About Children's Education Foundation - Vietnam

Children’s Education Foundation – Vietnam works to break the poverty cycle by helping girls from impoverished or marginalized communities complete school or receive further education or training. By helping females CEF - VN believes this not only helps young women but gives to succeeding generations and their communities the possibility of a better life with more choice.

A better life for young women can mean many things. A girl who completes her schooling grows into a woman who is better able to look after her health and that of her children. By finishing schooling herself, she will care more that her children finish theirs and be better able to support them while they are in school. As a result of the skills and competencies she has gained during her schooling, she will be better equipped to earn a living and so have greater independence and dignity. An educated young woman is also at considerably less risk of becoming a victim of the sex trade or ending up an imprisoned worker in a sweat shop.

The sense of self esteem and confidence that completing school gives, can contribute significantly to the positive development not only of the individual, but also to that of their families, their community and society as a whole.

Our Story

My trip to Vietnam to set up a culinary tour for my students of Vietnamese cuisine resulted in not only the creation of a tour, but also the beginning of Children’s Education Foundation.

I wanted to learn Vietnamese Buddhist cooking to teach back in Australia and booked into a private class with a Buddhist nun, who was the cousin of a friend of mine. While we were preparing food and cooking, three children were running around the house. Their names were Trang, Lan and Hien.

I learnt that their parents had deserted them to start new lives with new partners after their marriage failed. The children’s grandmother, who was elderly, tried to care for the little ones, but it was too much for her. So the nun I was studying cooking with and who was a distant relative had left her pagoda in order to work to earn money for the children’s education and care. As they got older she couldn’t earn enough to continue sending them to school and while I was in the middle of the class she begged me to adopt them and take them back to Australia. She worried about what would happen to them if they were at a loose end and out roaming the streets. As I already had five children I tried to explain that I couldn’t adopt them; instead I promised to help educate them and so began Children’s Education Foundation.

On my next visit to run a culinary tour and visit the three children, I also went to the central highlands of Vietnam and met some lovely K’Ho families. I found out about their lives, the poor health of their community, and received answers to my many questions about the poorly looking children everywhere. That visit resulted in three years of fundraising in Australia to build a medical centre to provide free medical care and medicine to bring the level of health up for the whole village and so improve school attendance.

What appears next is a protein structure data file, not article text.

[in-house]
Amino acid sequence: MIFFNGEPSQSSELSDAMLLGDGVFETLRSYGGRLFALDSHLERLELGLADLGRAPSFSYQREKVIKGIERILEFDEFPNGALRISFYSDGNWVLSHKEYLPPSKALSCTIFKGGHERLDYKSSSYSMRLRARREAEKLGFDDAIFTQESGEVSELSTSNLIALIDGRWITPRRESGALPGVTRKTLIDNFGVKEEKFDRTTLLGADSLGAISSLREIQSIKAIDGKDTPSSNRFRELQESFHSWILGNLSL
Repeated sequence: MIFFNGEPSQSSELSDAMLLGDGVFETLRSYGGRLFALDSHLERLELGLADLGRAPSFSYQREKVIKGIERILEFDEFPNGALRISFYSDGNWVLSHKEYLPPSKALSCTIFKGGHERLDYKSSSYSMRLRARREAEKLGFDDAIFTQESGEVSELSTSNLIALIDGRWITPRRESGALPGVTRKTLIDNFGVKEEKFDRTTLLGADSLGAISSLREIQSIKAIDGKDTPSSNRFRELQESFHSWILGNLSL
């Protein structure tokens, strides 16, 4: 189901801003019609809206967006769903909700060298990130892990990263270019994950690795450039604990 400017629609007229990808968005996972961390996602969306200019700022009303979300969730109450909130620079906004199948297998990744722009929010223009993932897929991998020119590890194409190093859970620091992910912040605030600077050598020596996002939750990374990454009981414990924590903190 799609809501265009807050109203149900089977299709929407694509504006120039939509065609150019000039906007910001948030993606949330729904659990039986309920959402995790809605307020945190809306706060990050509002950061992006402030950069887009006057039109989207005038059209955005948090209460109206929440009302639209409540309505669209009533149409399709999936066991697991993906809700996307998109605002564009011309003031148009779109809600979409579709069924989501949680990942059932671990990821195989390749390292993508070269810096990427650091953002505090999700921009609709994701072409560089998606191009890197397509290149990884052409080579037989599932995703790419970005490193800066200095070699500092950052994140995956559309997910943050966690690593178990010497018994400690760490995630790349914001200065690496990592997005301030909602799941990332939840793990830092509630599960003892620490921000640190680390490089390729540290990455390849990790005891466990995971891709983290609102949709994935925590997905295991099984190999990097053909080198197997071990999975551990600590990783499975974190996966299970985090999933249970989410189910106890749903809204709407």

The medical centre opened full time initially, then when the level of health in the community improved we reduced the opening hours. School attendance increased greatly as the community’s health improved. Now all children attend school in the village. These days a nurse is available when required. Monthly voluntary teams of doctors come with medicines and their skills and Buddhist nuns come with parcels of goodies.

CEF has grown and now provides educational assistance for minority tribes, for children and grandchildren of lepers and for children from impoverished farming and fishing communities. We pay for education for boys in dire situations, but mainly concentrate on the education of females because the strong Confucian and Taoist influences in Vietnamese culture favor the education of males. The family is run by the mother, the health of the family is influenced by her and she is often the main breadwinner. So it is important that the females receive an education. An educated female will make a difference to her family, her community and society as a whole and will give her a future with many more choices.

CEF would not have grown and developed without the ongoing support of my family for many years. Now Graeme manages CEF in Australia, Stephen in the USA and I in Vietnam. We are blessed with help from compassionate, committed volunteers who assist in overseeing projects and contribute to CEF. All the work we do is not possible without the donations, the help and care and support of our kind donors, my family and friends.

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